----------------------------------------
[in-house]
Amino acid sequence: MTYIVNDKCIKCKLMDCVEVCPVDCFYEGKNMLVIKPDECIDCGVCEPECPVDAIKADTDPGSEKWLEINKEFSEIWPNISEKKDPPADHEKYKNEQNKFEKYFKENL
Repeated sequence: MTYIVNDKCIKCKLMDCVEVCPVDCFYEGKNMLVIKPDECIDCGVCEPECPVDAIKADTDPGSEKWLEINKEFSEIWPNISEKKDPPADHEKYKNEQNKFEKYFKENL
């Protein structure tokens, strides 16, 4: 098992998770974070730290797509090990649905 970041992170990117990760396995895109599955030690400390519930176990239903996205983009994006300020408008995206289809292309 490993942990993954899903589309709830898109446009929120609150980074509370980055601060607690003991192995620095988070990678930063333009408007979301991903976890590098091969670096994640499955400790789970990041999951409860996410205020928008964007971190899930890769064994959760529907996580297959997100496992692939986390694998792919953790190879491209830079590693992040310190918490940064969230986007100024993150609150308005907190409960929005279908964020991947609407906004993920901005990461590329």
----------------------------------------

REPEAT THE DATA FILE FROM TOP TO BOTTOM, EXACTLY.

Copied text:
[in-house]
Amino acid sequence: MTYIVNDKCIKCKLMDCVEVCPVDCFYEGKNMLVIKPDECIDCGVCEPECPVDAIKADTDPGSEKWLEINKEFSEIWPNISEKKDPPADHEKYKNEQNKFEKYFKENL
Repeated sequence: MTYIVNDKCIKCKLMDCVEVCPVDCFYEGKNMLVIKPDECIDCGVCEPECPVDAIKADTDPGSEKWLEINKEFSEIWPNISEKKDPPADHEKYKNEQNKFEKYFKENL
């Protein structure tokens, strides 16, 4: 098992998770974070730290797509090990649905 970041992170990117990760396995895109599955030690400390519930176990239903996205983009994006300020408008995206289809292309 490993942990993954899903589309709830898109446009929120609150980074509370980055601060607690003991192995620095988070990678930063333009408007979301991903976890590098091969670096994640499955400790789970990041999951409860996410205020928008964007971190899930890769064994959760529907996580297959997100496992692939986390694998792919953790190879491209830079590693992040310190918490940064969230986007100024993150609150308005907190409960929005279908964020991947609407906004993920901005990461590329």